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Disability rights group says Cyber Security Act protects politicians more than vulnerable citizens (Video)


In Kasama, the Disability Inclusion-Friendly Barn Development Foundation, dedicated to addressing the challenges faced by individuals with disabilities, says the Cyber Security Act primarily benefits politicians rather than ordinary citizens, particularly those with disabilities.

Amos Chileshe, the Chief Executive Director of the organisation, conveyed these concerns in an interview with Zambia Monitor.

Chileshe emphasized the Foundation’s focus on child welfare, including screening and assessment programmes tailored to children with disabilities.

He highlighted the alarming prevalence of cyberbullying targeting this vulnerable demographic, often overlooked by mainstream media.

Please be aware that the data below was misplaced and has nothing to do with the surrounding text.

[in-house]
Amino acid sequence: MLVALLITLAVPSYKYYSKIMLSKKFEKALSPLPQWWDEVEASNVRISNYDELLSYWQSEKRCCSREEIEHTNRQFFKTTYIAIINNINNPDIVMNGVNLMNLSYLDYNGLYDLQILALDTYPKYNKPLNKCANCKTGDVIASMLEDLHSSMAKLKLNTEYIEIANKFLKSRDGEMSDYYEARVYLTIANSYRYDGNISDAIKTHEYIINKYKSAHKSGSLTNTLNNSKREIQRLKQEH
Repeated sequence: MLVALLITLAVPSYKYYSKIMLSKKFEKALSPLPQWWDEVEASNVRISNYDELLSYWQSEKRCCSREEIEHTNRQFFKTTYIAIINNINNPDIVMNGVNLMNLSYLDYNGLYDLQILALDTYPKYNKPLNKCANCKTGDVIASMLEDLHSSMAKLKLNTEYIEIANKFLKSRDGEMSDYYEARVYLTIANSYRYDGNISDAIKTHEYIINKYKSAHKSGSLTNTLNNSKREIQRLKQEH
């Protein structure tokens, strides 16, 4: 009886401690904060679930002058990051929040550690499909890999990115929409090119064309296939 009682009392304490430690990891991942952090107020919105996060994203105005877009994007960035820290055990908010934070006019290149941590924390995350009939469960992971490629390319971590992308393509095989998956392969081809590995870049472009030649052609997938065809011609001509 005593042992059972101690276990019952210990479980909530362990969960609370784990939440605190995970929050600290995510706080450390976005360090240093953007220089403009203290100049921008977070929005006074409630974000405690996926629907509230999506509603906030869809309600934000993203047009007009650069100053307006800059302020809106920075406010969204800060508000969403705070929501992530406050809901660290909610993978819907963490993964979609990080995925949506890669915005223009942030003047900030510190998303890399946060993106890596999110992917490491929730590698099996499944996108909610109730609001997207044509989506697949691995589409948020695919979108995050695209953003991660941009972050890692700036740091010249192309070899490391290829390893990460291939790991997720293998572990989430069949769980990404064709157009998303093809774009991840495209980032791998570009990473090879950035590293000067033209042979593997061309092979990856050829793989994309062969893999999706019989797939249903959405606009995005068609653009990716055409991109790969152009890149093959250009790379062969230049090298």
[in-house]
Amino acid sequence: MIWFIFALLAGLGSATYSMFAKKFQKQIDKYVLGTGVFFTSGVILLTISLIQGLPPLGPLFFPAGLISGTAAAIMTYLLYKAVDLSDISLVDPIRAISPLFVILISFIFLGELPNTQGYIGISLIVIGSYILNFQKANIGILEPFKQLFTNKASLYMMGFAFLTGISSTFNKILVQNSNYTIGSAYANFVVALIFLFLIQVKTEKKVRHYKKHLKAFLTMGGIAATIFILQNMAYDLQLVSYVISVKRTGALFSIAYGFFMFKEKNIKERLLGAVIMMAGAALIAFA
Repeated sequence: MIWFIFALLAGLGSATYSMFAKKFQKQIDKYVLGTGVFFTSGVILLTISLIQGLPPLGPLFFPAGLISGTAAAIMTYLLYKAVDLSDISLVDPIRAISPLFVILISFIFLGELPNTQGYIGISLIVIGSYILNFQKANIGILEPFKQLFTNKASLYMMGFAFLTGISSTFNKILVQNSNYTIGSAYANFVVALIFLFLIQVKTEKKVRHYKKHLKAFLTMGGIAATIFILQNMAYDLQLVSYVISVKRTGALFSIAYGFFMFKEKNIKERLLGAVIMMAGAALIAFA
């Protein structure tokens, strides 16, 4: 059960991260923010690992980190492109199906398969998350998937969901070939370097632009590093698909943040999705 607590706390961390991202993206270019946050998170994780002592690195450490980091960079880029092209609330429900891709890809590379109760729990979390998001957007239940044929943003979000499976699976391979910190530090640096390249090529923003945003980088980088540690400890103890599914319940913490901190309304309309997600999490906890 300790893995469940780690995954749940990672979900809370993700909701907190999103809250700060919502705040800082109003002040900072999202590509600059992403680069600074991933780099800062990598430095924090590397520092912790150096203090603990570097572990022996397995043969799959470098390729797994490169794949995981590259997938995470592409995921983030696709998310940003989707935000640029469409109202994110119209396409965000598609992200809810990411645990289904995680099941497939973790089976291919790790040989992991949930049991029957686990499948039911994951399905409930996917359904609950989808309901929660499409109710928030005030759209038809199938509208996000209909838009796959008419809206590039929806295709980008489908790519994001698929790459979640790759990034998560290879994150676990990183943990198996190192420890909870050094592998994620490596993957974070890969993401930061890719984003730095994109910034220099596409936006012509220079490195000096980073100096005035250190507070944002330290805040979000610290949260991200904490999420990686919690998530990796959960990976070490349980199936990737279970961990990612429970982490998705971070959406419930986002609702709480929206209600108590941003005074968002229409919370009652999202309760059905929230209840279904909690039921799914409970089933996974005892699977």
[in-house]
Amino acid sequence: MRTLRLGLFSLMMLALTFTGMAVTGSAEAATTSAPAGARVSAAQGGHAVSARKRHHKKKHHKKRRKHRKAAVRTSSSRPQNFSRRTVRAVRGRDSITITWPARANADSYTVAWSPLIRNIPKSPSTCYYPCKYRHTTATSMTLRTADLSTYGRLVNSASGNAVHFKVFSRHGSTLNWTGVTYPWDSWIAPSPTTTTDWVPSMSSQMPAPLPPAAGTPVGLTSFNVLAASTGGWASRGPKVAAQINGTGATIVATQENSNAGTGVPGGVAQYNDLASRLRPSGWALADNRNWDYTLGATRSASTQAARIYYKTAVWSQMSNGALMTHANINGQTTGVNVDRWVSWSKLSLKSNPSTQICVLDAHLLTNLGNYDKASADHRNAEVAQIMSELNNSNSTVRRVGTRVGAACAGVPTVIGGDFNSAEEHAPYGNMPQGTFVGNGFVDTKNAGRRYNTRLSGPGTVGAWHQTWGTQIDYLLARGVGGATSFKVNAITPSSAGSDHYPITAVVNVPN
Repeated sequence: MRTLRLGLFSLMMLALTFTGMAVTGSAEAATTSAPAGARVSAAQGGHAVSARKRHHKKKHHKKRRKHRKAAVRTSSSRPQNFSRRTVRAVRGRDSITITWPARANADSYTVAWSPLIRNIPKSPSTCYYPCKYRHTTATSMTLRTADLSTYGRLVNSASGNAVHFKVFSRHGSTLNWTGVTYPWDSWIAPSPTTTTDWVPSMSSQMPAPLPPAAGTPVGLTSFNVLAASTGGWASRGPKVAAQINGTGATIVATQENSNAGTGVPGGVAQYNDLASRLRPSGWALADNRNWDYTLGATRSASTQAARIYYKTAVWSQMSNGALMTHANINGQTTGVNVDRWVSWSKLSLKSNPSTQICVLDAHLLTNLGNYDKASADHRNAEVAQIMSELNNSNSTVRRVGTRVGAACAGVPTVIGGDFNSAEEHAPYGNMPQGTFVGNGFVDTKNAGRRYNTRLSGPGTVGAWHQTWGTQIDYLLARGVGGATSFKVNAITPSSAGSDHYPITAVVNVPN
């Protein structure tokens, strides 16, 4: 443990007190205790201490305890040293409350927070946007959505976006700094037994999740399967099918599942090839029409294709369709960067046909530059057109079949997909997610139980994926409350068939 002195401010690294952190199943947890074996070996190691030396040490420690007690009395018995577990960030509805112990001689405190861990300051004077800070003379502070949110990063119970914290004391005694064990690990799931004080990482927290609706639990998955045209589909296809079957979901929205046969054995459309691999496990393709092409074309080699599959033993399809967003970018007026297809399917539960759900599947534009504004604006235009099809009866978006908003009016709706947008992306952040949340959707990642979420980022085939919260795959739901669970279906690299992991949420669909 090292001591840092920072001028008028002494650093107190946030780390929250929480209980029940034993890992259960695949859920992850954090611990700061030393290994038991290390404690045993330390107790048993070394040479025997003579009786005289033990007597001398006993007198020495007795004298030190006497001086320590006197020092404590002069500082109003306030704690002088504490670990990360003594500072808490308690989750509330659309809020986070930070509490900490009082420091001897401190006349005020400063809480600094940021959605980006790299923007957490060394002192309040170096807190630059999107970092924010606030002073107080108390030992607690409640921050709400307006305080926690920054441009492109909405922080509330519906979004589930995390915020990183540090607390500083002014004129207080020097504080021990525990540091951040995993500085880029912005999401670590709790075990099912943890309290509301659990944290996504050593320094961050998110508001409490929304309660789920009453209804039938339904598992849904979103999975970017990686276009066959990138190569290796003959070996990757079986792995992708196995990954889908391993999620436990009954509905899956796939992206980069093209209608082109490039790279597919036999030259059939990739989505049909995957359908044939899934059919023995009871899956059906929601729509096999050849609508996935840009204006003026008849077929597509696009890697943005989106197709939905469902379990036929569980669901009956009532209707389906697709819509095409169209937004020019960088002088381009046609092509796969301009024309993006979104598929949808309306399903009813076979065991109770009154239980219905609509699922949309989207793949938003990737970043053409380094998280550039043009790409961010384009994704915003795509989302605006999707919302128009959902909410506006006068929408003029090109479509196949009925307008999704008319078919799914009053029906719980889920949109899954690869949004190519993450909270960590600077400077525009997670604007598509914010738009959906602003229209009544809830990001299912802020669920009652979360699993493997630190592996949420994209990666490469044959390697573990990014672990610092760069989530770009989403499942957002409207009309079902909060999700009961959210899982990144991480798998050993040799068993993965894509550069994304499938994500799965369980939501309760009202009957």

“Despite our efforts to provide counseling and support services,” Chileshe lamented, “many instances of cyberbullying against individuals with disabilities remain unaddressed, unlike cases involving public figures.”

Read More: ‘Rights must go with responsibilities,’ traditional leader cautions on use of social media (video)

He underscored the disparity in media coverage, noting the tendency to portray persons with disabilities negatively, particularly those with intellectual disabilities, perpetuating stigma and shame, particularly in rural areas.

Calling for the safeguarding of individuals with disabilities online, Chileshe urged authorities to take decisive action against cyberbullying, stating its detrimental impact on their well-being.

Regarding media freedoms, Chileshe advocated for unrestricted licensing of media outlets to ensure comprehensive nationwide coverage.

“Media freedom is essential for democracy, development, and human rights.

“When people are denied the freedom to express themselves, constructive criticism becomes impossible, hindering progress and accountability,” he said.

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